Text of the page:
Author Topic: Satyasiddhisastra of Harivarman  (Read 2268 times)

Offline Hanzze

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Satyasiddhisastra of Harivarman
« on: October 17, 2011, 04:45:31 am »
Some weeks ago I had the fortune to receive Satyasiddhisastra of Harivarman Vol. II (engl. translation 1978) as a present from a Monk.

Generally I am not well into the different Schools and Traditions so I would kindly ask how much this work is related and accepted among the different schools and traditions.
Further I would like to ask if Mahayana Yogis are generally familiar with this work.

Thanks!
*smile*

Offline Hanzze

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Re: Satyasiddhisastra of Harivarman
« Reply #1 on: June 13, 2012, 07:27:39 am »

Offline Ben Yuan

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Re: Satyasiddhisastra of Harivarman
« Reply #2 on: April 07, 2013, 12:10:08 am »
The Satyasiddhi is highly accepted within Chinese Buddhism. I am not sure if it exists or is known today in any other branch. But it is a text which clashes directly with the Abhidharmakosa school, or Chu-she (Kusha in Japan) - so I don't think you'd have much to worry about.

Essentially, for the Mahayana, one important aspect historically has been to respond to the Sarvastivada Abhidharmika claim that dharmas exist, and do so in all three times to boot! The Satyasiddhi is a classic refutation of that. The text was made the focus of the Ch'eng-Shih (Satyasiddhi in Chinese) School in the 520s, founded by the students of Hui-tz'u who popularised the text in the 490s.

By the end of the 6th century the followers of this school had mostly assimilated with the San-lun (Madhyamaka) School because the approach is essentially identical - both critique the same views and both reach the same conclusion.

Needless to say, neither school existed past the Great Buddhist Persecution in 842. However, they both transmitted to Korea and Japan, founding the Jojitsu (Satyasiddhi) and Sanron (Madhyamaka) schools. The Jojitsu school, just like in China, was eventually assimilated into the Sanron school because of the similarity of doctrines. But in Chinese Buddhism as you may well know, San-lun is completely compatible with and was assimilated and accepted into Ch'an and Pureland traditions during the Sung Dynasty, which was a period of great synthesis of all the Chinese schools.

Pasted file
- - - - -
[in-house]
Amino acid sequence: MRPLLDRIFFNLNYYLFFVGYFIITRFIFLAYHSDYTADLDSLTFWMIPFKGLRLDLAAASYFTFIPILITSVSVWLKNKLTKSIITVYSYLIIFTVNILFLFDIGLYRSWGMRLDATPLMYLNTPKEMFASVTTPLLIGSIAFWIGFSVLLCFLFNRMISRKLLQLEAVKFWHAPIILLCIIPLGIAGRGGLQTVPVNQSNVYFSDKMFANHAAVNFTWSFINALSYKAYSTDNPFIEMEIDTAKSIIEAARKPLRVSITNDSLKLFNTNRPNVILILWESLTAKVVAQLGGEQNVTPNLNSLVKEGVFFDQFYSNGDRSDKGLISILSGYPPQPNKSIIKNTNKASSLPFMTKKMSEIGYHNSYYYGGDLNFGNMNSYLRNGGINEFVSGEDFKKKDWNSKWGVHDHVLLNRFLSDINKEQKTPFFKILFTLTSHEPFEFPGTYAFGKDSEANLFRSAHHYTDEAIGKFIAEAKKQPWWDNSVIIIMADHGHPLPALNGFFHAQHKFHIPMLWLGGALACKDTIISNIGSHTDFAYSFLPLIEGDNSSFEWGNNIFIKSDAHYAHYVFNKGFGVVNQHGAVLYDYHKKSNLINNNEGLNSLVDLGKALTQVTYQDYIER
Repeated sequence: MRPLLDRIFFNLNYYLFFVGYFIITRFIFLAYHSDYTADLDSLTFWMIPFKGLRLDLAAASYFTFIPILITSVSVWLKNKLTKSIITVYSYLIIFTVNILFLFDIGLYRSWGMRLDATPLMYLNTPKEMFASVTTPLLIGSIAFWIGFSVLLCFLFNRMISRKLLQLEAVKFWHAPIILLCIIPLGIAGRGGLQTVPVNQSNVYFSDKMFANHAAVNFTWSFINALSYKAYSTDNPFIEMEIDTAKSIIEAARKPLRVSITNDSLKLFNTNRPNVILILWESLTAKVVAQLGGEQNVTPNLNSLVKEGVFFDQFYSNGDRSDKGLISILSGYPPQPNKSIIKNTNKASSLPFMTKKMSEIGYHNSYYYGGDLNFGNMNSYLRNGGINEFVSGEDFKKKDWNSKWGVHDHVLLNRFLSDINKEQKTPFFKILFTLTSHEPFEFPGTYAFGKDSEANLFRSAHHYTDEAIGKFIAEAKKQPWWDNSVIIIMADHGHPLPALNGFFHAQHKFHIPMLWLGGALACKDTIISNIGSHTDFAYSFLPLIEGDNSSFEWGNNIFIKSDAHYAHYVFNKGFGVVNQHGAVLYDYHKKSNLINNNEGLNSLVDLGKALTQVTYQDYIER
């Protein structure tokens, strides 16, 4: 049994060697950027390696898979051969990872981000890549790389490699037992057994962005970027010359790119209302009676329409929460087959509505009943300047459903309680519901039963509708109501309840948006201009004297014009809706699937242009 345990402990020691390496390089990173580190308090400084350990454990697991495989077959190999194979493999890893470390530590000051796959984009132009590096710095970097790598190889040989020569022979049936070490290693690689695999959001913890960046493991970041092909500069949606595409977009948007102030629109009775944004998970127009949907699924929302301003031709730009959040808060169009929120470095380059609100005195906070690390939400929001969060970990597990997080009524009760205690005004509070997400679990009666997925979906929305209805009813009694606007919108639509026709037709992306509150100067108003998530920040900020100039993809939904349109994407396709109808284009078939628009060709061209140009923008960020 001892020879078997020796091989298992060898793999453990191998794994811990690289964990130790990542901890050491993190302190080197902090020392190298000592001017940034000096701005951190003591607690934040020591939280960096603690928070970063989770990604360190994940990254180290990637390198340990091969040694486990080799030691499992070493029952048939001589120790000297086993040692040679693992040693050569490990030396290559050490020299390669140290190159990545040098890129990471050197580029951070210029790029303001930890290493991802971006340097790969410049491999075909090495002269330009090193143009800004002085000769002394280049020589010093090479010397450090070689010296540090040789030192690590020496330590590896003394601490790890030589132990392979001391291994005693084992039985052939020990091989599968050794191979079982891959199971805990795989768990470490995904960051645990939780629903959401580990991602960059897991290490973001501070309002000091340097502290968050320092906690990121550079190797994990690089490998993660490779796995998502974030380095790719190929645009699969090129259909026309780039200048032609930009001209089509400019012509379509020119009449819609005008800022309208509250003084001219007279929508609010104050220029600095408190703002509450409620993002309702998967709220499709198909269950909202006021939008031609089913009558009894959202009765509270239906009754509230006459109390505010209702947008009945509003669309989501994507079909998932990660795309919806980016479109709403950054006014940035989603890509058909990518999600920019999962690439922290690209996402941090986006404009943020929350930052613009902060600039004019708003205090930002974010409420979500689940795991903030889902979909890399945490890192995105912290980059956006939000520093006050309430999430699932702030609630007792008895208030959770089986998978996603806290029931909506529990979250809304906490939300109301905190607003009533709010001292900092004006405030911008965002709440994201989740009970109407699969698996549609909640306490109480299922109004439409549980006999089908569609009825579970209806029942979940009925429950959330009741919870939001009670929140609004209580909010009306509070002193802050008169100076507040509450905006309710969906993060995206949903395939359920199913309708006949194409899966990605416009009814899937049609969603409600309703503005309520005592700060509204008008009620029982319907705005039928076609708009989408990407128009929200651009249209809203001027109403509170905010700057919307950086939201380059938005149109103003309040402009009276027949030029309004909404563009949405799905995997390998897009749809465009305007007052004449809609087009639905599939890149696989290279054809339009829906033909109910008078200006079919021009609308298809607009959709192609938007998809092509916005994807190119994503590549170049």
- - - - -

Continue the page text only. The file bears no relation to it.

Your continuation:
The Satyasiddhi text is essentially an anti-Sarvastivada (Chu-she) Sautrantika text. That is to say, it rejects the idea that Dharmas or phenomena have any real existence, and claims instead that things only conventionally exist momentarily in the present, the past and future don't exist. Thus, they also claim that the experiences you have are not of actual objects, but of representations which sprout in the mind like seeds - this is why you can have memories and imagine things after they happen (thus being complementary to Yogacara and Ch'an). The Chu-she are right in examining the elements of existence as a way of removing one's attachments to them as impermanent factors in the process of life, but even this experience isn't sufficient - one has to transcend the view of emptiness due to multiple constituent factors, transcend the very consciousness of emptiness. This deeper contemplation is what is referred to by Satyasiddhi, the accomplishment of truth. This is clearly completely complementary to the Madhyamaka view of transcending both existence and emptiness.

Offline t

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Re: Satyasiddhisastra of Harivarman
« Reply #3 on: April 07, 2013, 02:07:46 am »
Some time back, I read from a source (lost the link) that claims this text is highly suspected to be from the Mahasanghika side and one of Sarvastivada's many opponents back then... and thanks to the great translator Kumarajiva, we can read it today from its first Chinese translation back then...

Offline Ben Yuan

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Re: Satyasiddhisastra of Harivarman
« Reply #4 on: April 07, 2013, 03:55:04 pm »
Yeah you are right, but the Mahasangika is a massive umbrella term by the time of Harivarman. According to Paramartha's version of Mahasangika history, by the mid 2nd Century BC it had split into five sects, the Bahusrutiya sect believing in the two truths and the delayed revelation of Mahayana and all that jazz. He claims it was this sect from which the Satyasiddhi Shastra comes.

Warder's "Indian Buddhism" will probably be the best source for getting precise on this, but the critique is essentially a Sautrantika one.

Offline Hanzze

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Re: Satyasiddhisastra of Harivarman
« Reply #5 on: April 09, 2013, 08:10:14 am »
Thanks for you effort that you put in your explaining, Ben Yuan.
Yes t, I also saw some information, that he is liked when its useful and rejected when not and that form all opponents.

So over all, it's not very well known and "used" among the Mahayana Sects? Did I assume that right?


 


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